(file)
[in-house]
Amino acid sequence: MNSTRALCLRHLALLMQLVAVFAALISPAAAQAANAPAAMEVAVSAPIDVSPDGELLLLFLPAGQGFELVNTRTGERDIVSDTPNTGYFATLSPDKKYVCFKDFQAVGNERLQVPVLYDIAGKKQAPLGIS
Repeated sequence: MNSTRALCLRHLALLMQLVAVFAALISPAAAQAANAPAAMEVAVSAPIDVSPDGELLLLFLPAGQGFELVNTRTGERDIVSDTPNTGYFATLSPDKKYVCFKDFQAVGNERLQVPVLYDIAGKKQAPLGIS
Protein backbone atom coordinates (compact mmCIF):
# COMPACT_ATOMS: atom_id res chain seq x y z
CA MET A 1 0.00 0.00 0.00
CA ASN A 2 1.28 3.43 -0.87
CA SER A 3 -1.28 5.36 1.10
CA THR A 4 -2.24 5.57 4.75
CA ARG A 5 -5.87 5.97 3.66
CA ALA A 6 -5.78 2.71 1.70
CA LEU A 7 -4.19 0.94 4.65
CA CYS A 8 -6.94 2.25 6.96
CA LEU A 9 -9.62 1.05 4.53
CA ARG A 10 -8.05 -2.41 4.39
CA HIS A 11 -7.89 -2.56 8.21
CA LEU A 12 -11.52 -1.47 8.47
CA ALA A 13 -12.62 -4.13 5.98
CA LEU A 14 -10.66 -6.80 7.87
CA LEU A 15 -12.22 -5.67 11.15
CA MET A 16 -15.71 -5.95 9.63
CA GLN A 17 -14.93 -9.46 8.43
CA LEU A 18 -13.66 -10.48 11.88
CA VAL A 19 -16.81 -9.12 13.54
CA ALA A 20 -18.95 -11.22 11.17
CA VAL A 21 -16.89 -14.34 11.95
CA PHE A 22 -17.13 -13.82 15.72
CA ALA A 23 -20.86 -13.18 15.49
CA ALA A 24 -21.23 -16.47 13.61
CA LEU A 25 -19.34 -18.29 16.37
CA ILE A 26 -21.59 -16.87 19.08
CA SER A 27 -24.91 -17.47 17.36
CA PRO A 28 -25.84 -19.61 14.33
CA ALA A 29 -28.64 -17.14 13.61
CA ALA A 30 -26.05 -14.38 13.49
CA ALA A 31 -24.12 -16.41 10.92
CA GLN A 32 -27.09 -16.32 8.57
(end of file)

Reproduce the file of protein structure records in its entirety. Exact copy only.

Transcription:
[in-house]
Amino acid sequence: MNSTRALCLRHLALLMQLVAVFAALISPAAAQAANAPAAMEVAVSAPIDVSPDGELLLLFLPAGQGFELVNTRTGERDIVSDTPNTGYFATLSPDKKYVCFKDFQAVGNERLQVPVLYDIAGKKQAPLGIS
Repeated sequence: MNSTRALCLRHLALLMQLVAVFAALISPAAAQAANAPAAMEVAVSAPIDVSPDGELLLLFLPAGQGFELVNTRTGERDIVSDTPNTGYFATLSPDKKYVCFKDFQAVGNERLQVPVLYDIAGKKQAPLGIS
Protein backbone atom coordinates (compact mmCIF):
# COMPACT_ATOMS: atom_id res chain seq x y z
CA MET A 1 0.00 0.00 0.00
CA ASN A 2 1.28 3.43 -0.87
CA SER A 3 -1.28 5.36 1.10
CA THR A 4 -2.24 5.57 4.75
CA ARG A 5 -5.87 5.97 3.66
CA ALA A 6 -5.78 2.71 1.70
CA LEU A 7 -4.19 0.94 4.65
CA CYS A 8 -6.94 2.25 6.96
CA LEU A 9 -9.62 1.05 4.53
CA ARG A 10 -8.05 -2.41 4.39
CA HIS A 11 -7.89 -2.56 8.21
CA LEU A 12 -11.52 -1.47 8.47
CA ALA A 13 -12.62 -4.13 5.98
CA LEU A 14 -10.66 -6.80 7.87
CA LEU A 15 -12.22 -5.67 11.15
CA MET A 16 -15.71 -5.95 9.63
CA GLN A 17 -14.93 -9.46 8.43
CA LEU A 18 -13.66 -10.48 11.88
CA VAL A 19 -16.81 -9.12 13.54
CA ALA A 20 -18.95 -11.22 11.17
CA VAL A 21 -16.89 -14.34 11.95
CA PHE A 22 -17.13 -13.82 15.72
CA ALA A 23 -20.86 -13.18 15.49
CA ALA A 24 -21.23 -16.47 13.61
CA LEU A 25 -19.34 -18.29 16.37
CA ILE A 26 -21.59 -16.87 19.08
CA SER A 27 -24.91 -17.47 17.36
CA PRO A 28 -25.84 -19.61 14.33
CA ALA A 29 -28.64 -17.14 13.61
CA ALA A 30 -26.05 -14.38 13.49
CA ALA A 31 -24.12 -16.41 10.92
CA GLN A 32 -27.09 -16.32 8.57